Bensalem, PA – Today, Department of Community and Economic Development (DCED) Acting Secretary Neil Weaver discussed the Wolf Administration’s ongoing commitment to Pennsylvania’s manufacturing industry and saw firsthand the results of the commonwealth’s investments in two Bucks County manufacturers.
“The Wolf Administration has been unwavering in its support of Pennsylvania manufacturers, and it’s wonderful to see the positive impacts our investments have on companies and their communities,” said Weaver. “From disinfectant wipes to cosmetics, a wide variety of products are manufactured here in Bucks County. It’s very encouraging to see these businesses continue to grow and succeed.”
Secretary Weaver toured three businesses that have received more than $1.1 million in total funding from the Wolf Administration:
- National Towelette, Inc., a manufacturer of disinfectant wipes in Bensalem, that received $250,000 through DCED’s Neighborhood Assistance Program (NAP);
- FairyGene, Inc., a female/minority-owned private label cosmetics and skincare manufacturer in Bristol that received a total of $450,000 through NAP, the Keystone Innovation Zone (KIZ) program, and the Pennsylvania Minority Business Development Authority (PMBDA); and
- Americhem/LTL Color Compounders, Inc., a thermoplastics producer in Morrisville that received $500,000 through NAP.
“We’re excited to once again showcase the incredible impact that the administration’s investments have had on our county’s businesses,” said Jeff Darwak, Executive Director, Redevelopment Authority of the County of Bucks. “We have partnered with DCED on projects for many years and value the commitment that their staff has to ensuring businesses throughout the state are able to utilize incentives to not only remain in Pennsylvania, but to grow here as well. The prosperity of our local businesses is vital to maintaining a healthy economy in our corner of the state, and the impact that they have on our communities is immeasurable.”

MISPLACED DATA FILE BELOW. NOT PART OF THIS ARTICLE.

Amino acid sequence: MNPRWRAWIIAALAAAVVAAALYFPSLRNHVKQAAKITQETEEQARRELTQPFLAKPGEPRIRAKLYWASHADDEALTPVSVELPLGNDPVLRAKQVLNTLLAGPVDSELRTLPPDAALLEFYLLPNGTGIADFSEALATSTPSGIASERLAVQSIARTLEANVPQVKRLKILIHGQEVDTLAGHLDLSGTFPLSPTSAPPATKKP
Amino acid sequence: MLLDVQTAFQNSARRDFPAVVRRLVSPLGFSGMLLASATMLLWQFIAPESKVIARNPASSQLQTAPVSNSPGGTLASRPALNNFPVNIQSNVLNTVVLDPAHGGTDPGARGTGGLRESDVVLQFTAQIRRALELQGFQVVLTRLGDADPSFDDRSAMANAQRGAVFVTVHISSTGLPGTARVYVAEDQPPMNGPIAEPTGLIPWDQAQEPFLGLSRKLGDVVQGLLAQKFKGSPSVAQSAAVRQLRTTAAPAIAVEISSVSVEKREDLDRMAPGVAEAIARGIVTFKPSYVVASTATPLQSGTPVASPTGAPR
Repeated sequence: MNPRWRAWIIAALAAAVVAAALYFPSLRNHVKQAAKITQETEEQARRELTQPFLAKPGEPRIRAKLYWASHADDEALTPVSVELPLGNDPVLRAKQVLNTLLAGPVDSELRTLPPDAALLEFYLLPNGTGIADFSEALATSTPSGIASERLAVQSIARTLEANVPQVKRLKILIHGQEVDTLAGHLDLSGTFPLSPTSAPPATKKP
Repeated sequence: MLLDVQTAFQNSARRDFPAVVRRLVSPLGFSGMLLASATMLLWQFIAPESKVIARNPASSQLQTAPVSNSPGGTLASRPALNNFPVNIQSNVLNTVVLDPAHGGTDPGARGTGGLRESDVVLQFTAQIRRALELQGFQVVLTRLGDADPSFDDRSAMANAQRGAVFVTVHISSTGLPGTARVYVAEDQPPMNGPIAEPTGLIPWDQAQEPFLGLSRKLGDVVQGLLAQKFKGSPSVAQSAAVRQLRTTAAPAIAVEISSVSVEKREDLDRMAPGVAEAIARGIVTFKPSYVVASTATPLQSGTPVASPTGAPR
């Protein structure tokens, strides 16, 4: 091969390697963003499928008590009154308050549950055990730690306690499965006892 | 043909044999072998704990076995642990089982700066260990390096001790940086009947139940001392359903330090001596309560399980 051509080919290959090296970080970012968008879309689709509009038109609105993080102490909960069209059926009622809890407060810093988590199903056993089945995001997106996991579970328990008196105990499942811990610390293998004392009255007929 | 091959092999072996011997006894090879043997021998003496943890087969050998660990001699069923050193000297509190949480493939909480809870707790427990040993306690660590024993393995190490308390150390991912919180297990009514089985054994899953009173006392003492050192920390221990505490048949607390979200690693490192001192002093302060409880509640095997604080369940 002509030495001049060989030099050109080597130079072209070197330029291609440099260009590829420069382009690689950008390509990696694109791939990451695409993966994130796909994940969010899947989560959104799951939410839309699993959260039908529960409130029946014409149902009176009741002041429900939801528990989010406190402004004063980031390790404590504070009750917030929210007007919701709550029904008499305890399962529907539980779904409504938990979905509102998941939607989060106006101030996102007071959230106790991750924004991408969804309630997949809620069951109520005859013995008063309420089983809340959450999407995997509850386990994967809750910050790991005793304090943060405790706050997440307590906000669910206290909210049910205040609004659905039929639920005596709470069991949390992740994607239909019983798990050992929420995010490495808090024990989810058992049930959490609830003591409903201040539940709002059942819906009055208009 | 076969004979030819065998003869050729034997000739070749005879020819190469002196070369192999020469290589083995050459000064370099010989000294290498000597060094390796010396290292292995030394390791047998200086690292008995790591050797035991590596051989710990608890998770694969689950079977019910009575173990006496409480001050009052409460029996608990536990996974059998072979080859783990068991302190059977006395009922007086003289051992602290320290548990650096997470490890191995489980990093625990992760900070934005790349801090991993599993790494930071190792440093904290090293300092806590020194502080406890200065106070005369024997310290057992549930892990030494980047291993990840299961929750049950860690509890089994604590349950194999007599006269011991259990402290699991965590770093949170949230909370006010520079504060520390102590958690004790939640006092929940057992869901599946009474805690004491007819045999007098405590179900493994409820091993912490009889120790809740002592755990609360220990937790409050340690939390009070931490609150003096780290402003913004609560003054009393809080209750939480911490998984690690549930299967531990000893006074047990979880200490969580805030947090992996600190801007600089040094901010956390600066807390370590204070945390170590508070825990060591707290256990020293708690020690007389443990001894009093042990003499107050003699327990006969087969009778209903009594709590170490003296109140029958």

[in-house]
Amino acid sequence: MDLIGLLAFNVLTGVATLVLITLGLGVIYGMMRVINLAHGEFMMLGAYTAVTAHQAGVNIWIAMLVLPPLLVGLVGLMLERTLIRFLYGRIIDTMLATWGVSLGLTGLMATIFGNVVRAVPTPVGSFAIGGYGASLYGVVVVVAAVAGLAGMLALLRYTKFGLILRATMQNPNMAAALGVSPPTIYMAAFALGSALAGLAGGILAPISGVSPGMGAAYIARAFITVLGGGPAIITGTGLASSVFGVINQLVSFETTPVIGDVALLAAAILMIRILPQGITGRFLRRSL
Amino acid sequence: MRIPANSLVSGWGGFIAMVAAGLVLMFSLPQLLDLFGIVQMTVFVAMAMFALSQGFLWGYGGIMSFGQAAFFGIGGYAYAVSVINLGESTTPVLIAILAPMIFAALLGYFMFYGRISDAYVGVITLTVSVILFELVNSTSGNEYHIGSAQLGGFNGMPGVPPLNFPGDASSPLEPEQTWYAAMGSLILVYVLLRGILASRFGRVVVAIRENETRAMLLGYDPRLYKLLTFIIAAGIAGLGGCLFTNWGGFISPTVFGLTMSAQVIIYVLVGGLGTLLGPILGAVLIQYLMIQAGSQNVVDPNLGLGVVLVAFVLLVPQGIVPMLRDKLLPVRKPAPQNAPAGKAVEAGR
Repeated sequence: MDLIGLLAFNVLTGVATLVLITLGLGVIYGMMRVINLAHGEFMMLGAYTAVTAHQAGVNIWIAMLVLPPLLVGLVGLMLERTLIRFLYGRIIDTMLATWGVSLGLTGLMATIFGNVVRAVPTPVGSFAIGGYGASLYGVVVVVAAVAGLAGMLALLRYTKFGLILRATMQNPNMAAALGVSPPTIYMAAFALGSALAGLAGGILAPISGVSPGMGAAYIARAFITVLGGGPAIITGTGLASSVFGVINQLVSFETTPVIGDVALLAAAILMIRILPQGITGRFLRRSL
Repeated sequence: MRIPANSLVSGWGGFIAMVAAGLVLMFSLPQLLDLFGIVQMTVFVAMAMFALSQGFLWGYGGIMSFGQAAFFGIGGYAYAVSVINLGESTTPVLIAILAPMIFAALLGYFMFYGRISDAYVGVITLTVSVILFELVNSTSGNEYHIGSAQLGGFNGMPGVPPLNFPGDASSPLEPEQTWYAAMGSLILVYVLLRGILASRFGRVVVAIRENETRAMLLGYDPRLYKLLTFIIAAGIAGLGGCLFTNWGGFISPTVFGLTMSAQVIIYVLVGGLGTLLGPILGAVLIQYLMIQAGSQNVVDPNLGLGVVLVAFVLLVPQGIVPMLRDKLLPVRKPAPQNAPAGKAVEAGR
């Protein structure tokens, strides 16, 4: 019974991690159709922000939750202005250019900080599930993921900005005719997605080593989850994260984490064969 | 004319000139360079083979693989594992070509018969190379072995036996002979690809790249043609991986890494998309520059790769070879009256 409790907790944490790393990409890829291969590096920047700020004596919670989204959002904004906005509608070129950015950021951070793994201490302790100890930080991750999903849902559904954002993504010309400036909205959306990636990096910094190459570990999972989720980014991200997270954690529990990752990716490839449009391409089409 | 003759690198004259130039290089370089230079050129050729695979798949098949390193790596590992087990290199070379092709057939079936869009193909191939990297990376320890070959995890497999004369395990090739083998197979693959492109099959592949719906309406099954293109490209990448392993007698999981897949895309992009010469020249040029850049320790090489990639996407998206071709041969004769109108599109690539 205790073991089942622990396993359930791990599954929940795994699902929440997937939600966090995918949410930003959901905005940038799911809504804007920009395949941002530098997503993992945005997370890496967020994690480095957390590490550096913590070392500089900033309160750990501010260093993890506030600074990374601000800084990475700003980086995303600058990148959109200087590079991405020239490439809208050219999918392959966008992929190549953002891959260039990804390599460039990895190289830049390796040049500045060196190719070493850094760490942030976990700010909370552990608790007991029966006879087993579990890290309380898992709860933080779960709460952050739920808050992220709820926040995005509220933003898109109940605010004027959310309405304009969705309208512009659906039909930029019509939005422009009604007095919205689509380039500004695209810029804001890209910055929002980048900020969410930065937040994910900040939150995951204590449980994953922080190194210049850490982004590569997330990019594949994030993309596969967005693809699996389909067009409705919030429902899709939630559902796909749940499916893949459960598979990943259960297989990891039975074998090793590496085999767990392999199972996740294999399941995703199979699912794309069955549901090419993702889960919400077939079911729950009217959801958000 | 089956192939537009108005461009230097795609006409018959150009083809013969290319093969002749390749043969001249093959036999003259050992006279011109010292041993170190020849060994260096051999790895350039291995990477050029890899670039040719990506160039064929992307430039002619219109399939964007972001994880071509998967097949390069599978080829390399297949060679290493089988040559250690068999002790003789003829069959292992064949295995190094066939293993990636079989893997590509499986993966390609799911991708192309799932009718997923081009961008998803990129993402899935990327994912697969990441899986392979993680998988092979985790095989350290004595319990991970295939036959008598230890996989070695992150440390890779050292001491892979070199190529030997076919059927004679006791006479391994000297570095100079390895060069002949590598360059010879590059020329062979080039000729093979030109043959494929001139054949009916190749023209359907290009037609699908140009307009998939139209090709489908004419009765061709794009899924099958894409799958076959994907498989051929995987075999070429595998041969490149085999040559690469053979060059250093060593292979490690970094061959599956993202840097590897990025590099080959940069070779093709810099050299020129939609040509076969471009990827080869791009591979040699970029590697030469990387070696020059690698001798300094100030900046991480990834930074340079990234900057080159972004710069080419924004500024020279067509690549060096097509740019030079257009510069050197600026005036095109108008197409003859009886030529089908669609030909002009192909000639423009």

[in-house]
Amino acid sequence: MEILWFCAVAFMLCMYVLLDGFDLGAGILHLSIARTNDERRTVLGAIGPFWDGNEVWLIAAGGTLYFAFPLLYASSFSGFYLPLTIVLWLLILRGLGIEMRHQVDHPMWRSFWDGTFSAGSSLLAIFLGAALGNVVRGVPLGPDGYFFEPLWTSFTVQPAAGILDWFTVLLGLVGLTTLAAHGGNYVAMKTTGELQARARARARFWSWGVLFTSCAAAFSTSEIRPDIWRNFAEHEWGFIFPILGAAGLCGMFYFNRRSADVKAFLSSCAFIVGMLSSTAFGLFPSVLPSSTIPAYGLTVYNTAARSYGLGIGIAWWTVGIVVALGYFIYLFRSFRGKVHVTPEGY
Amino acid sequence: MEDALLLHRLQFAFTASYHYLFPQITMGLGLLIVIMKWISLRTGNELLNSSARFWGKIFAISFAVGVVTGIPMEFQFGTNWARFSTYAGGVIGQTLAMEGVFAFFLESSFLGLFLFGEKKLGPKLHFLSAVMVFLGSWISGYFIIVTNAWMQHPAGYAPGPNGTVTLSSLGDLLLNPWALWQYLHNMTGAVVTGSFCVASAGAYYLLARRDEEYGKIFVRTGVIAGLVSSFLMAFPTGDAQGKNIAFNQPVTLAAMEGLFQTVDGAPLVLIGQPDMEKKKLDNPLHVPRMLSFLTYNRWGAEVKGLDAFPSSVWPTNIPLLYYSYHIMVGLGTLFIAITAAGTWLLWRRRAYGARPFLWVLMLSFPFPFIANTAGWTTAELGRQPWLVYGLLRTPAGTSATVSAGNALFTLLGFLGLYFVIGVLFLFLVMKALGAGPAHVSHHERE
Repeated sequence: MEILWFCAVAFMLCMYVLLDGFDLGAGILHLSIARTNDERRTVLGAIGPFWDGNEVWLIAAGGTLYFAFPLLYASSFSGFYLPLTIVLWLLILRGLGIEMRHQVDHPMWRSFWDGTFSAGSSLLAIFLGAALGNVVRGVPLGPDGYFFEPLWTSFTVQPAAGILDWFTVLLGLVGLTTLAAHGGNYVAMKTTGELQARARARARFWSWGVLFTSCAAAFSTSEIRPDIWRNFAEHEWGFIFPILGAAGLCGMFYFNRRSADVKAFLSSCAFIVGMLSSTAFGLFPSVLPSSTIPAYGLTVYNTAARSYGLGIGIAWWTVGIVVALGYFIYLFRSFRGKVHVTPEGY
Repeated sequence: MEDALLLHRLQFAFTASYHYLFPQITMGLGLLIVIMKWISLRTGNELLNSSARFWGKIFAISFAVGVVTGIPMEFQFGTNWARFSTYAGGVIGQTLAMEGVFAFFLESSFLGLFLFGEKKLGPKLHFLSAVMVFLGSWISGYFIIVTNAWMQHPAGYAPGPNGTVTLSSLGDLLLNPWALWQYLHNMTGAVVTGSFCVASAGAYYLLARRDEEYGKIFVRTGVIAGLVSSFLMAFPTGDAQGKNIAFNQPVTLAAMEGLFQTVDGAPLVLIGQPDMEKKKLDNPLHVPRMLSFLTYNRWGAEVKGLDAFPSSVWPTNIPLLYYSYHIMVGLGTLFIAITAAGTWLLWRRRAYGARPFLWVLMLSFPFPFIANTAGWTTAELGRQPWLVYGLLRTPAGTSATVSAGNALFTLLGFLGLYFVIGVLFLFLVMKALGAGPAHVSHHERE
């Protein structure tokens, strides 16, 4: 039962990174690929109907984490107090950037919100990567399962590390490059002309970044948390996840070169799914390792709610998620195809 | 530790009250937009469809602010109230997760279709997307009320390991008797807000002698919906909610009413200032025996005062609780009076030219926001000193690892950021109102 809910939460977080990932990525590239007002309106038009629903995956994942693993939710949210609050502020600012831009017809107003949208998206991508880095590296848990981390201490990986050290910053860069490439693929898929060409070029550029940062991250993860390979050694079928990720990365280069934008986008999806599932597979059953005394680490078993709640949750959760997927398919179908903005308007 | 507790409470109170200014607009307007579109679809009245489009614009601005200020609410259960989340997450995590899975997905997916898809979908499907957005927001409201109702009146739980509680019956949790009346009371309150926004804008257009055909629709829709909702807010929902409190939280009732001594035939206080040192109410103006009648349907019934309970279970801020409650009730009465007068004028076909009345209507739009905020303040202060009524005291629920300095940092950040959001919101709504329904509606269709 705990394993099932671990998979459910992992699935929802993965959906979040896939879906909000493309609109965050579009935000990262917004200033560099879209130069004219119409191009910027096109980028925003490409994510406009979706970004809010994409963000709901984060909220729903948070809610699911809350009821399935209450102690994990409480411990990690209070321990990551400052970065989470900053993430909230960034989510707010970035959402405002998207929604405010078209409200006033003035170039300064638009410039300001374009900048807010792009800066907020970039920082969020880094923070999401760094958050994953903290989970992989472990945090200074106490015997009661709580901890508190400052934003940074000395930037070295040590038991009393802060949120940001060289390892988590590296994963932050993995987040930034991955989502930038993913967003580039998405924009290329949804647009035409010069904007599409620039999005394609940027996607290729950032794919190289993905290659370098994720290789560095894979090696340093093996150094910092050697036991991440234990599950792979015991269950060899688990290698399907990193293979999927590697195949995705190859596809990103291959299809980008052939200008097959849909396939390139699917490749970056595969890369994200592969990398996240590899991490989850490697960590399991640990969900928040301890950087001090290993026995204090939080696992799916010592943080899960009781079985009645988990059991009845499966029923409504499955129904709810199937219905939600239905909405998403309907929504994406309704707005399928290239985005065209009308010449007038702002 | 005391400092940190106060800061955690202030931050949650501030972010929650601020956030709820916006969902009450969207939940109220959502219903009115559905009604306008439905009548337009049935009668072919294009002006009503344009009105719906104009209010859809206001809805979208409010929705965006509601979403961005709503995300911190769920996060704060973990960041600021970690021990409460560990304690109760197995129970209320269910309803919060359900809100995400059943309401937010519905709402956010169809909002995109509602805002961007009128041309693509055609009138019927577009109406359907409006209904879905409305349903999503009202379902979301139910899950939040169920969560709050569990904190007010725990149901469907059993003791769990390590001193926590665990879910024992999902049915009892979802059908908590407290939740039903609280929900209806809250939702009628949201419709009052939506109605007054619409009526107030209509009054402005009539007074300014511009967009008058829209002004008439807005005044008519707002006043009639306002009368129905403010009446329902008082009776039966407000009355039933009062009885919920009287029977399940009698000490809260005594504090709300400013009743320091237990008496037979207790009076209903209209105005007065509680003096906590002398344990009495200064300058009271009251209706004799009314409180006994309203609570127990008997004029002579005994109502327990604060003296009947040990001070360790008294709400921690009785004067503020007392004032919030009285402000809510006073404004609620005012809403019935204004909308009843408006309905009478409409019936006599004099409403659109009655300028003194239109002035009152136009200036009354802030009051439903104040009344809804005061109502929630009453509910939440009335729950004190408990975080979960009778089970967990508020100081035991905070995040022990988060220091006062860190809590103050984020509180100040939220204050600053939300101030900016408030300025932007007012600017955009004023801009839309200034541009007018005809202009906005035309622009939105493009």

NAP/EZP encourages private sector investment in non-profit community projects by providing tax credits to businesses that donate capital to neighborhood and community initiatives. It can be used for projects in categories including affordable housing, community services, crime prevention, education, job training, charitable food, blight, special population issues, veteran’s initiatives, and long-term community revitalization.
The KIZ program provides tax credits for companies that have been in operation for less than eight years, whose gross revenues have increased over the previous year, are located in a Keystone Innovation Zone, and are operating within a targeted industry sector such as information technology or advanced manufacturing/diversified materials.
Established in 1974, the PMBDA administers low-interest loan financing to businesses owned and operated by ethnic minorities, to stimulate job creation and entrepreneurial development. Governor Tom Wolf has prioritized the empowerment of minority-owned small businesses through Executive Order 2015-11, “Diversity, Inclusion and Small Business Opportunities in Commonwealth Procurement and in Pennsylvania’s Economy.”
Penny Ickes, DCED, [email protected]
# # #